by Hilary Mundy
You raised me on a pedestal
And knelt before my plinth in awe
The person I turned out to be
Was not the paragon you saw
And you, while drinking in my tales
As, lightly, I made my soul bare,
Upon your mem’ry’s granite bales
Were regist’ring them then and there
Light headed and amenable
Rejoicing in my happy power
T’inspire devotion palpable,
Luxuriating in the shower
Of your affection, on I prattled
Seeing no cause to feel rattled.
We raised our young – thus time was spent
You undertook your work, I mine.
I took it that a shared intent,
A common principle did shine
Within we two. If t’was once so
Somewhere upon life’s turnpike, grey,
Our plans and hopes diverged. There was
A parting in our mutual way.
In later years, when argument
And disagreement shook the air
You gave your wrath unfettered vent
And freed your rage from its grim lair
No more adoring dwelling on
My sparkling wit, my silken hair,
For now was I a harridan
Who chilled you with her lack of care
Those stories I’d told by the host
To entertain you (as I thought)
Were now perceived as brag and boast,
As evidence of how I’d fought
To elevate my shallow state
Within your eyes or in your heart;
And echoed back by you, to bait
And pierce me with your venom’s dart
Those characters I’d told about
Those friends and lovers from the past
Were then hurled back, You spat them out,
Affixed your colours to your mast.
There was no doting, fawning love
Just fury and vindictive mirth
The pedestal you’d built for me
You’d long ago razed to the earth
I trusted you, upon a time
Before the unrelenting years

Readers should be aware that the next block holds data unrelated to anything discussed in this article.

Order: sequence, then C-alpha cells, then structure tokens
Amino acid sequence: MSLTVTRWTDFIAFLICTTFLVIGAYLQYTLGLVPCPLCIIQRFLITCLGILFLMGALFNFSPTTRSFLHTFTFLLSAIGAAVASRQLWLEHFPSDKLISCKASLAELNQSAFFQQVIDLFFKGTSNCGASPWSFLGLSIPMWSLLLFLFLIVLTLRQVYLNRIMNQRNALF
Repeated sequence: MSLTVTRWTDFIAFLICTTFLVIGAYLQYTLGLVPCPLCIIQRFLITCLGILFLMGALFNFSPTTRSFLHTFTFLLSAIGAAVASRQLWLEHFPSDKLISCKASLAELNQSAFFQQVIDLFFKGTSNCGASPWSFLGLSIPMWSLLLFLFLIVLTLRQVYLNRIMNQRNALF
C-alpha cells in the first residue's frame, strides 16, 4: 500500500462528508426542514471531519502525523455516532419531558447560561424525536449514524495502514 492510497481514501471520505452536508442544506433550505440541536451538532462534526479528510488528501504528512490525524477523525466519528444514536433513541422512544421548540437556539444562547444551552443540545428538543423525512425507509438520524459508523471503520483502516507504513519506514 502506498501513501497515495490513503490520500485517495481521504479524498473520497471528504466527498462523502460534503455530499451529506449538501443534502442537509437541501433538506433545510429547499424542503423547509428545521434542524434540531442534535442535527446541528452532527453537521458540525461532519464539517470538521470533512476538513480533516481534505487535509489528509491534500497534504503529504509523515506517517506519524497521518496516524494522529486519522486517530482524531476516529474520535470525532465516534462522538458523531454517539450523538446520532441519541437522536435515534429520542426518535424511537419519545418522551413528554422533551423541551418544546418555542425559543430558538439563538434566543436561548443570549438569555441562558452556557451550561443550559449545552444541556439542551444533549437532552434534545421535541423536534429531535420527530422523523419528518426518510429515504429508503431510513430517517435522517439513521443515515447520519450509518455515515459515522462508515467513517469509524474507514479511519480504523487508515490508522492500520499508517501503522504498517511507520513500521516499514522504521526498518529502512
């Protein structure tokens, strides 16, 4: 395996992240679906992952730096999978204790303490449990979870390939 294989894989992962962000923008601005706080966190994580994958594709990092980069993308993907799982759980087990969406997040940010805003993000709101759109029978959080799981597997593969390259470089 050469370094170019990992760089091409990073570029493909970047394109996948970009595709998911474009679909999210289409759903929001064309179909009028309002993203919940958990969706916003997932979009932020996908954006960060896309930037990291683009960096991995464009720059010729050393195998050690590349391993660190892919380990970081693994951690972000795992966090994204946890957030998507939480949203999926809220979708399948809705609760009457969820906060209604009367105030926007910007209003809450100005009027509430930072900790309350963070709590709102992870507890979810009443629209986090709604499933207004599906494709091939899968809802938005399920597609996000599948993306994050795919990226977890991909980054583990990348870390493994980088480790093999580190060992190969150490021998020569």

Unfolded. I believed you’d climb
Those peaks of faith and cross those meres
Of loyalty. I thought I had
A soulmate with whom I could share
Experiences, good or sad
Conditions, whether foul or fair
But all the time, as it transpires
You’d stored my tinkling repartee.
Those early stories were the sires
Of bitter, furious, perfidy
I differed from your dream of me.
You did not turn out as I’d planned.
It took decades for us to see
Our love’s foundation stood on sand.
But tell me. Help me, please, to see,
Was there a time when we were young
When all your hope was to learn me
As mine was you? When laughter hung
Around us, with love, on the air
A time when our glad song was sung
In unison, with mutual care?
Was there a time, before disease
Obsessively entered your mind
When you believed I wished to please
And love you. And when you were kind
And honest in your love for me
And strove to put my feelings first?
For isn’t that how love should be
Full of a fine and noble thirst
For honesty, support and truth?
Or are such soaring feelings cursed
Nought but th’imaginings of youth?
Hilary Mundy is a civil servant who writes in her spare time.